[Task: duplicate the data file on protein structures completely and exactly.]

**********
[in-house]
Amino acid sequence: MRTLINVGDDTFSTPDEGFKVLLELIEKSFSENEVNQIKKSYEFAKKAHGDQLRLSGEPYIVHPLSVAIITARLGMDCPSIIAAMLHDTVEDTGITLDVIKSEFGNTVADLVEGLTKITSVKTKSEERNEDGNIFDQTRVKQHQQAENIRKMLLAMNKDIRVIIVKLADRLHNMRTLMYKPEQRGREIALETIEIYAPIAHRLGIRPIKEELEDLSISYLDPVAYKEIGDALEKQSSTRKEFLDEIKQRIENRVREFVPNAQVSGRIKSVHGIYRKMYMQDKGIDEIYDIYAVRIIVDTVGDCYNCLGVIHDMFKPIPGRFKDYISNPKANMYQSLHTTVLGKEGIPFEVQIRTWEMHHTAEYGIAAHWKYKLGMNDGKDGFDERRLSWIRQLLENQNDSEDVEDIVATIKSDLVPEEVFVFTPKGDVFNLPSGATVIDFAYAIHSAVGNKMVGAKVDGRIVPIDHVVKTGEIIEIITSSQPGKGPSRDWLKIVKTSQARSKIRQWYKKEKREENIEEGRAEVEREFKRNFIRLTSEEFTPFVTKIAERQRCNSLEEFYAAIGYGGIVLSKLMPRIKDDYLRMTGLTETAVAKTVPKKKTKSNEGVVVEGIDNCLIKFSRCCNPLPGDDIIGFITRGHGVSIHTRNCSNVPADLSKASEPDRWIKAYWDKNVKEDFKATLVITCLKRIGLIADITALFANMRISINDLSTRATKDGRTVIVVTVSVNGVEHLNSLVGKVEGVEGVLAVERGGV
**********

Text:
[in-house]
Amino acid sequence: MRTLINVGDDTFSTPDEGFKVLLELIEKSFSENEVNQIKKSYEFAKKAHGDQLRLSGEPYIVHPLSVAIITARLGMDCPSIIAAMLHDTVEDTGITLDVIKSEFGNTVADLVEGLTKITSVKTKSEERNEDGNIFDQTRVKQHQQAENIRKMLLAMNKDIRVIIVKLADRLHNMRTLMYKPEQRGREIALETIEIYAPIAHRLGIRPIKEELEDLSISYLDPVAYKEIGDALEKQSSTRKEFLDEIKQRIENRVREFVPNAQVSGRIKSVHGIYRKMYMQDKGIDEIYDIYAVRIIVDTVGDCYNCLGVIHDMFKPIPGRFKDYISNPKANMYQSLHTTVLGKEGIPFEVQIRTWEMHHTAEYGIAAHWKYKLGMNDGKDGFDERRLSWIRQLLENQNDSEDVEDIVATIKSDLVPEEVFVFTPKGDVFNLPSGATVIDFAYAIHSAVGNKMVGAKVDGRIVPIDHVVKTGEIIEIITSSQPGKGPSRDWLKIVKTSQARSKIRQWYKKEKREENIEEGRAEVEREFKRNFIRLTSEEFTPFVTKIAERQRCNSLEEFYAAIGYGGIVLSKLMPRIKDDYLRMTGLTETAVAKTVPKKKTKSNEGVVVEGIDNCLIKFSRCCNPLPGDDIIGFITRGHGVSIHTRNCSNVPADLSKASEPDRWIKAYWDKNVKEDFKATLVITCLKRIGLIADITALFANMRISINDLSTRATKDGRTVIVVTVSVNGVEHLNSLVGKVEGVEGVLAVERGGV